Homebuilders Are On A Tear…and could be for years to come. This housing boom is ‘different’ than before. Are we nearing a peak? No, say the housing bulls on Wall Street, who argue that this is an upturn that could last for a decade. Millions of millennials are now at a point in their lives when they are seeking single-family homes in the suburbs and ‘exurbs.’ They are entering a market still suffering from an unprecedented collapse in housing more than a decade ago. “This market is primarily driven by a lack of supply, not excess demand,” says Stephen Kim, housing analyst at Evercore ISI. He adds, “The supply shortage built up over 10 years, and it won’t go away quickly.” The numbers support Kim’s assertion. Inventories of existing homes remain near historically low levels. Construction starters on new single-family housing, meanwhile, will finally top one million this year after averaging fewer than 750,000 in the previous 10 years. That would still be below the 1.6 million annual starts from 2004 to 2006, the peak years of the housing bubble. “The industry would need to sustain a two-million-starts pace for a decade to bring the industry out of its current underbuilt situation,” Kim argues. Dale and Robert Francescon, the co-CEO’s of Century Communities, tell Barron’s, “With interest rates still at historic lows, demand has been consistently strong throughout our national ‘foot-print’ of more than 40 markets. U.S.home builders have never been in better shape. Even after a strong 2021, they are poised for many years of successes.
The Trouble With Travel….For a brief moment the holidays began to look ‘merry and bright.’ Like Old times, consumers began booking more airline tickets, hotel rooms and cruises. But doubts rose when Austria returned to full lockdown, with Germany close behind. The ‘new’ variant, Omicron surged on the scene, squashing the ‘best made plans.’ Medical researchers say the omicron strain could be highly transmissible, but reported infections were mostly mild, with hope that previous inoculations would ‘do the job.’ To combat the ‘new’ variant the U.S. has banned non-U.S citizens arriving from eight nations in Southern Africa. Travel plans for the Americas, including the Caribbean and Hawaii are holding fairly strong, according to the National Chamber of Commerce. While the coming holiday season may be somewhat blunted, there is some ‘light in the tunnel.’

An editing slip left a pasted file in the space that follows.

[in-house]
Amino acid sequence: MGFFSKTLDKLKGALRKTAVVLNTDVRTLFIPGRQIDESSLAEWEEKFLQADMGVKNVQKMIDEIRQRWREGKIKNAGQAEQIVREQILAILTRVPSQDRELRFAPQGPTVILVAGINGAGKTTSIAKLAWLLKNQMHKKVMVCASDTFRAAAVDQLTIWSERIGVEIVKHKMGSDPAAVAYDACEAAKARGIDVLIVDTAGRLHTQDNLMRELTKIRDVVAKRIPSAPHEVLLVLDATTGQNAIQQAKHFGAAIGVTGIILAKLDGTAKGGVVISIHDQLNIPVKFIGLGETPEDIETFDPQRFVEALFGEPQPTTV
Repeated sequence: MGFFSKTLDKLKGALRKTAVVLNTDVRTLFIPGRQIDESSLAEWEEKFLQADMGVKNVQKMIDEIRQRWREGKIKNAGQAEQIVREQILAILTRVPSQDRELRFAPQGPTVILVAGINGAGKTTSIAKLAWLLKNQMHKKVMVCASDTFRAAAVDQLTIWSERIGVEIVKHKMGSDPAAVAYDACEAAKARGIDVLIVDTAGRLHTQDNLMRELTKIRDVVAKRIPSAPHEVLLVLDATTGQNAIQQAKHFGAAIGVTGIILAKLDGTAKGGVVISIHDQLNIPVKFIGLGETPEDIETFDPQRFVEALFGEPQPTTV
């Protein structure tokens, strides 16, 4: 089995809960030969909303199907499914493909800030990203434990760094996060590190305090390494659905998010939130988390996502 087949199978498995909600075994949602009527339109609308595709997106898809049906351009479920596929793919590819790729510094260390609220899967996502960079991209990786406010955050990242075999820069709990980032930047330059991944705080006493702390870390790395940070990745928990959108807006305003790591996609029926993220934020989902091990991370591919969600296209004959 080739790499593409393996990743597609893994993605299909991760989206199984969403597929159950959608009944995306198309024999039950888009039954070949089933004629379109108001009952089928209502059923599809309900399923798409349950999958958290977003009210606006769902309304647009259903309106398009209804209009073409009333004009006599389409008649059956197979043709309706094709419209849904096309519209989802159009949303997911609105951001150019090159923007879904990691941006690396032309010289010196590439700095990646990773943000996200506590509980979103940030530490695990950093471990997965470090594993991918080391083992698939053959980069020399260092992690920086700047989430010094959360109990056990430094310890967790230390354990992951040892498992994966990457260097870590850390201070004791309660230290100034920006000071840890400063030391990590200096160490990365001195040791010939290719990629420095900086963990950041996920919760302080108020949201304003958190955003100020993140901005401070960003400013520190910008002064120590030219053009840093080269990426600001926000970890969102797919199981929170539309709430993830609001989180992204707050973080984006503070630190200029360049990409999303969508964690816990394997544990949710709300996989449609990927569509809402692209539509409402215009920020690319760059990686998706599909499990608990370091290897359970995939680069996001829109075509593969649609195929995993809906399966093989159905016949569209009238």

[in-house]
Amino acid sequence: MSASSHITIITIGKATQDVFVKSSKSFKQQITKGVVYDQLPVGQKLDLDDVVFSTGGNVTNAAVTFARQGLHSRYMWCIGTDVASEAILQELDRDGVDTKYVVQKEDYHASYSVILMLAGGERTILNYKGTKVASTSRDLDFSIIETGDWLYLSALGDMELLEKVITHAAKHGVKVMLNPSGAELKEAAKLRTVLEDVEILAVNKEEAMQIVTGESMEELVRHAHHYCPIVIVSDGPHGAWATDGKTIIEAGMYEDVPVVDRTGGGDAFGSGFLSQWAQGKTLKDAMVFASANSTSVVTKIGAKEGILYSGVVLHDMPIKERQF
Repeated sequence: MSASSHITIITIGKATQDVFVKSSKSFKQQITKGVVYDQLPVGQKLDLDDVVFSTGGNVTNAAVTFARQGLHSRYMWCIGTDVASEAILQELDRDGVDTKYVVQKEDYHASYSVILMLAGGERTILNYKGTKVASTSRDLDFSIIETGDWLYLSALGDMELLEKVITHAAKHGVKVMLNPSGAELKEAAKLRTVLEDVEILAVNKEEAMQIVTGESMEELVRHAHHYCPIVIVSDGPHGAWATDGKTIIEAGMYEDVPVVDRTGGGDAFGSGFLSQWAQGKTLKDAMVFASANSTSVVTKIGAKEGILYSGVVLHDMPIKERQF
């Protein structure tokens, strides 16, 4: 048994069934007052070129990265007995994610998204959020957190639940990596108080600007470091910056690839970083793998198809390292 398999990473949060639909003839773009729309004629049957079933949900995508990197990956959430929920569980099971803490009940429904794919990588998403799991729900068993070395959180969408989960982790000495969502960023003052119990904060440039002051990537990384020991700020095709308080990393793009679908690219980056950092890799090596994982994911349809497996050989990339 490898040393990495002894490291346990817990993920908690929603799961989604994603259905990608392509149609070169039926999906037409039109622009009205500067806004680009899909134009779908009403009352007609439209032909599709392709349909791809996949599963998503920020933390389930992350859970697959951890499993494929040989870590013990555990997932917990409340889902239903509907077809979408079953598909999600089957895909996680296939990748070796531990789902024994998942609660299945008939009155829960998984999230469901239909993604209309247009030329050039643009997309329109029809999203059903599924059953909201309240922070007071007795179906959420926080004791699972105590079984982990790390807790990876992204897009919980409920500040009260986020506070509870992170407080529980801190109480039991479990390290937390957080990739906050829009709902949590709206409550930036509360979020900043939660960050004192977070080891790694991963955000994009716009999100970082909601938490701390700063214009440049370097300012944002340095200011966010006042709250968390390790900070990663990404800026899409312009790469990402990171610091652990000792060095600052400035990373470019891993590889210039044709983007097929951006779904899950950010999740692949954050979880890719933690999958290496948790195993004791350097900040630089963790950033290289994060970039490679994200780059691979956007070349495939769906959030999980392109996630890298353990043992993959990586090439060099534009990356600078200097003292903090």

RUMBLINGS ON THE STREET
Jerome Powell, Federal Reserve Chairman, Barron’;s “There’s a real risk now, I believe that inflation may be more persistent.”
Michael Osterholm, Director of the Center for Infectious Disease Research and Policy at the University of Minnesota, referring to the pandemic and the ‘new’ variants, Barron’s “I think we’re going to experience a viral blizzard. I think the next three to eight weeks are going to be unlike anything I’ve experienced in my 46 years in the business.”
David Donabedian, chief investment officer at CIBC Private Wealth, WSJ ‘`You have to put that (Omicron Variant) down as a risk, but it is also pretty clear that the political reaction is still very unlikely to lead to major impediments to the economy. We don’t think that’s going to be a major force in knocking the economy or the market off its course, he says. “The underlying, primary fear in the market is inflation, ” said Mr. Donabedian. “What the Fed did is the old saying: To solve a problem, you have to first acknowledge there is one. It’s a wise move but just a temporary respite for the markets’ concerns over inflation.”
Randall Forsyth, Lead Writer, for Barron’s ‘Up and Down Wall Street.’ “Even after supply-chain constrictions ease, service prices–especially rents–will continue to put upward pressure on inflation. The only real cure is tighter money, even if the side effect is lower stock prices.”